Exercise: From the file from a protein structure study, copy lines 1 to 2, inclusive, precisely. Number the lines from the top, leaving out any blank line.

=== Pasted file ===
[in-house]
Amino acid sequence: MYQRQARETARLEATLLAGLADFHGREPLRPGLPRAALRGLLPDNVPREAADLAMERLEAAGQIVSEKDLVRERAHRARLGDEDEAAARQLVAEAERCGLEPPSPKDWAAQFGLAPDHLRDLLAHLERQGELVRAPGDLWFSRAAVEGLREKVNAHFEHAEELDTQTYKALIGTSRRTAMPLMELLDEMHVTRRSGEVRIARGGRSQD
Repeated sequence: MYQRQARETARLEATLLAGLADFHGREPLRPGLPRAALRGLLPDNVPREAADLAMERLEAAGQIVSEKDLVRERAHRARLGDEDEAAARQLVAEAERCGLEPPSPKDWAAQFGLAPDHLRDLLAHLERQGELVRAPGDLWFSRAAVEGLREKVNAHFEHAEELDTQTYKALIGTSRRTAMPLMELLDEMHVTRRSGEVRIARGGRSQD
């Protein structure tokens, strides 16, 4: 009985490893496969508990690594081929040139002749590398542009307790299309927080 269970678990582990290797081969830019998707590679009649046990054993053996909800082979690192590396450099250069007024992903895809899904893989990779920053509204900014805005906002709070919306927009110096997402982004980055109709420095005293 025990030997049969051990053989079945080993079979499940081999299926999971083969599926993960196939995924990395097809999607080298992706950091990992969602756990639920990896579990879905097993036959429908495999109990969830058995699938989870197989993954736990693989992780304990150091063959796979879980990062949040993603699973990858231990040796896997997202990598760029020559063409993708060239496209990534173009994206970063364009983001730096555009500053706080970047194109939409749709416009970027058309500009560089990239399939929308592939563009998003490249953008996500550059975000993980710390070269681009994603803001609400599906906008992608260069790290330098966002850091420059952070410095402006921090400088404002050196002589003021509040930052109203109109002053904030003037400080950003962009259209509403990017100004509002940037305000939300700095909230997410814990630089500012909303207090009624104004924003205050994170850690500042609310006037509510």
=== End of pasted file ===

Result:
[in-house]
Amino acid sequence: MYQRQARETARLEATLLAGLADFHGREPLRPGLPRAALRGLLPDNVPREAADLAMERLEAAGQIVSEKDLVRERAHRARLGDEDEAAARQLVAEAERCGLEPPSPKDWAAQFGLAPDHLRDLLAHLERQGELVRAPGDLWFSRAAVEGLREKVNAHFEHAEELDTQTYKALIGTSRRTAMPLMELLDEMHVTRRSGEVRIARGGRSQD